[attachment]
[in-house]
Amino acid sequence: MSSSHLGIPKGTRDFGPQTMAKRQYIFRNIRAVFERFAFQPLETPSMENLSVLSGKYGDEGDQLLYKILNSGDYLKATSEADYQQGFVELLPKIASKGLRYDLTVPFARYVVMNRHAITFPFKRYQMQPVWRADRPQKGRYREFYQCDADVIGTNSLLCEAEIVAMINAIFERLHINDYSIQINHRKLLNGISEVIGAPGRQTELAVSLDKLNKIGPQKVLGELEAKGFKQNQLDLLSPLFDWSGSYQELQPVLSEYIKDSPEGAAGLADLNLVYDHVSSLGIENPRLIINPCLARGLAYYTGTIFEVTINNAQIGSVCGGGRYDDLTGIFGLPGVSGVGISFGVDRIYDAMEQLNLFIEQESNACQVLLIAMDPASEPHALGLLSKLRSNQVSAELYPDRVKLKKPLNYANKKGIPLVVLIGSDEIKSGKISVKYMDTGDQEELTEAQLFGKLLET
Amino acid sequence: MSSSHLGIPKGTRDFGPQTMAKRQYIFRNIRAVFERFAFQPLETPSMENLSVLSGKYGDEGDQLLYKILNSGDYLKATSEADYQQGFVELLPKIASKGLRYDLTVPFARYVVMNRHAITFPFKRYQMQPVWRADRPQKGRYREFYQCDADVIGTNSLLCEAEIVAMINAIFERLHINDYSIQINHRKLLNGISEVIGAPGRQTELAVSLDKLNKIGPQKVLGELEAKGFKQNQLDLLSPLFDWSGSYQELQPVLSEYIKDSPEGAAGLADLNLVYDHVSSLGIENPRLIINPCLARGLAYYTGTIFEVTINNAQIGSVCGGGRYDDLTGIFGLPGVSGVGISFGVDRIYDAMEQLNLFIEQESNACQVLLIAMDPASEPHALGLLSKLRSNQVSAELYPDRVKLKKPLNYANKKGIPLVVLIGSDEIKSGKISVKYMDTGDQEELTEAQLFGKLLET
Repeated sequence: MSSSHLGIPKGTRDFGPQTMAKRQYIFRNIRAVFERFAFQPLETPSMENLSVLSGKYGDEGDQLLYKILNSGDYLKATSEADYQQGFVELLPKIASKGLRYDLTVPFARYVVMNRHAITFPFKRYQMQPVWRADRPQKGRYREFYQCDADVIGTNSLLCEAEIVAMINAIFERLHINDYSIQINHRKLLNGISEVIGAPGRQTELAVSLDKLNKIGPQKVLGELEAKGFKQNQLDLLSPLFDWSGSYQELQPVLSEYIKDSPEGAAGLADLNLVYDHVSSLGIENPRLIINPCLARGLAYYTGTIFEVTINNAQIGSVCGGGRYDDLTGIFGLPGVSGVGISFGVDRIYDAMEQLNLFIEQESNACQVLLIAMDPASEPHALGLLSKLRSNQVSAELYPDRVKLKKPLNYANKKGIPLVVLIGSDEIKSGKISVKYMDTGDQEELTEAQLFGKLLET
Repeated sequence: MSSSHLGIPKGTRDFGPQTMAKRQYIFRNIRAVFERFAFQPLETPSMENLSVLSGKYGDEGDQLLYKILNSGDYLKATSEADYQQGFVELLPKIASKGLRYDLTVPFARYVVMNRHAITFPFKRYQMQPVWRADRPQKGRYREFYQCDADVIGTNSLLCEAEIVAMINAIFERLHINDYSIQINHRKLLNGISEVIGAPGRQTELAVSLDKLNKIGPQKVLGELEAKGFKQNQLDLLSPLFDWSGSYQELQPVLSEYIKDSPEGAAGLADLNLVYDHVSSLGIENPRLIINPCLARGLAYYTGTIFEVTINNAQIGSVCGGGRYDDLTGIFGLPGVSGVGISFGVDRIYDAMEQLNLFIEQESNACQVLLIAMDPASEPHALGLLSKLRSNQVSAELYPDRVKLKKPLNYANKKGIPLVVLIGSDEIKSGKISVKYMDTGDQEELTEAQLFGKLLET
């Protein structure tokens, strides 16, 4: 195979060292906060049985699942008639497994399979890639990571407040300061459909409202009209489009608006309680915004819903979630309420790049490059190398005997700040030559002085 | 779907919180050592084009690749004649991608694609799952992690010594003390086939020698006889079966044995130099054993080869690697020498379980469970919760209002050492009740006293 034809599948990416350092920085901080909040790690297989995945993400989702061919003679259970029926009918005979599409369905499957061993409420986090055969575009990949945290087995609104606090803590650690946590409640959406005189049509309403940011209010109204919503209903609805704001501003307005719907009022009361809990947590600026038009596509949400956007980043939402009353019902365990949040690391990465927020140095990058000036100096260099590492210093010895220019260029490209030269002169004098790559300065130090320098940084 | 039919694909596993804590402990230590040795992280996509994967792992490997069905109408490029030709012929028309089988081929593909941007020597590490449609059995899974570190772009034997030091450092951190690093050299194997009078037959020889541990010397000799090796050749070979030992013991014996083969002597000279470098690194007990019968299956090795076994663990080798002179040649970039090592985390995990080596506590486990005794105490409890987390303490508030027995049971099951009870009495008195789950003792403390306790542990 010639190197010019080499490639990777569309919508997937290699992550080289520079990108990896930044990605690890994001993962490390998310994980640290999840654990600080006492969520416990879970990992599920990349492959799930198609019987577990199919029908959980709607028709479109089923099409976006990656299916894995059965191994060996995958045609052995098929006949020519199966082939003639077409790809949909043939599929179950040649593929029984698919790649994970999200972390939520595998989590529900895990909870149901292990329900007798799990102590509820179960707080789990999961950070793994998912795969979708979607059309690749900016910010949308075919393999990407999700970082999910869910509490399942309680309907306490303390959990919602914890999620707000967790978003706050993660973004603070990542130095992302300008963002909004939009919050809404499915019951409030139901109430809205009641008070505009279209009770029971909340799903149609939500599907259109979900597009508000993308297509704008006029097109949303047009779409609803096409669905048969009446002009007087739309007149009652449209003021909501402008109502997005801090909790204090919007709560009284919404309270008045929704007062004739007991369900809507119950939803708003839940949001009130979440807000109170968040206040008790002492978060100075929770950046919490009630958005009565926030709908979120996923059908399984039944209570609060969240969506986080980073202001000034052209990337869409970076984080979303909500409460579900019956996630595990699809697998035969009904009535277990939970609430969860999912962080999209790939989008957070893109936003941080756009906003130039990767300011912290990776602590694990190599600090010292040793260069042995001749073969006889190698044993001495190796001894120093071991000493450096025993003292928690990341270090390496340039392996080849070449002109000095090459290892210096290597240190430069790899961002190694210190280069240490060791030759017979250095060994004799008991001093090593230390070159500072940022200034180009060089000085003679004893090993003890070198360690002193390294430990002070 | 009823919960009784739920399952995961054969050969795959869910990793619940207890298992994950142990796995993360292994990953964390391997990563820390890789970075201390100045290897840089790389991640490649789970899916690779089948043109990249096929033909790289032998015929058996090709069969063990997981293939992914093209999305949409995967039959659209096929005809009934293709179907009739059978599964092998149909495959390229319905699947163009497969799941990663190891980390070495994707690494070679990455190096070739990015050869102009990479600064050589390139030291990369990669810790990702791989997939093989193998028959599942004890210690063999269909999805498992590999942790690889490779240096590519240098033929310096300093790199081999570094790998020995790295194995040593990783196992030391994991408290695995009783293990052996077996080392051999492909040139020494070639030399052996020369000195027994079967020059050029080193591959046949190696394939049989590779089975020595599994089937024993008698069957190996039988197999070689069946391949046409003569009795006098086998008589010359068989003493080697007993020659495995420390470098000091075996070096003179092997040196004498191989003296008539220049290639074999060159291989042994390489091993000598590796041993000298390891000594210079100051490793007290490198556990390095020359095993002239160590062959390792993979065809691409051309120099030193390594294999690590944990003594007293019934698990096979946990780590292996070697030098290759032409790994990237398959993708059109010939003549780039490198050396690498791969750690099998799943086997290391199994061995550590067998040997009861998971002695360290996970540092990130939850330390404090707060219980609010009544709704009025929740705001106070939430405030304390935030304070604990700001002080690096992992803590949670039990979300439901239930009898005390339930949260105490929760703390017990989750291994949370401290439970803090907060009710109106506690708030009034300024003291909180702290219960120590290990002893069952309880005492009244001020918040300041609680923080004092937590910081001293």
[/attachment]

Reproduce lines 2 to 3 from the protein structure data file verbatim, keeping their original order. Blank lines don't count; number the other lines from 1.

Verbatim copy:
Amino acid sequence: MSSSHLGIPKGTRDFGPQTMAKRQYIFRNIRAVFERFAFQPLETPSMENLSVLSGKYGDEGDQLLYKILNSGDYLKATSEADYQQGFVELLPKIASKGLRYDLTVPFARYVVMNRHAITFPFKRYQMQPVWRADRPQKGRYREFYQCDADVIGTNSLLCEAEIVAMINAIFERLHINDYSIQINHRKLLNGISEVIGAPGRQTELAVSLDKLNKIGPQKVLGELEAKGFKQNQLDLLSPLFDWSGSYQELQPVLSEYIKDSPEGAAGLADLNLVYDHVSSLGIENPRLIINPCLARGLAYYTGTIFEVTINNAQIGSVCGGGRYDDLTGIFGLPGVSGVGISFGVDRIYDAMEQLNLFIEQESNACQVLLIAMDPASEPHALGLLSKLRSNQVSAELYPDRVKLKKPLNYANKKGIPLVVLIGSDEIKSGKISVKYMDTGDQEELTEAQLFGKLLET
Amino acid sequence: MSSSHLGIPKGTRDFGPQTMAKRQYIFRNIRAVFERFAFQPLETPSMENLSVLSGKYGDEGDQLLYKILNSGDYLKATSEADYQQGFVELLPKIASKGLRYDLTVPFARYVVMNRHAITFPFKRYQMQPVWRADRPQKGRYREFYQCDADVIGTNSLLCEAEIVAMINAIFERLHINDYSIQINHRKLLNGISEVIGAPGRQTELAVSLDKLNKIGPQKVLGELEAKGFKQNQLDLLSPLFDWSGSYQELQPVLSEYIKDSPEGAAGLADLNLVYDHVSSLGIENPRLIINPCLARGLAYYTGTIFEVTINNAQIGSVCGGGRYDDLTGIFGLPGVSGVGISFGVDRIYDAMEQLNLFIEQESNACQVLLIAMDPASEPHALGLLSKLRSNQVSAELYPDRVKLKKPLNYANKKGIPLVVLIGSDEIKSGKISVKYMDTGDQEELTEAQLFGKLLET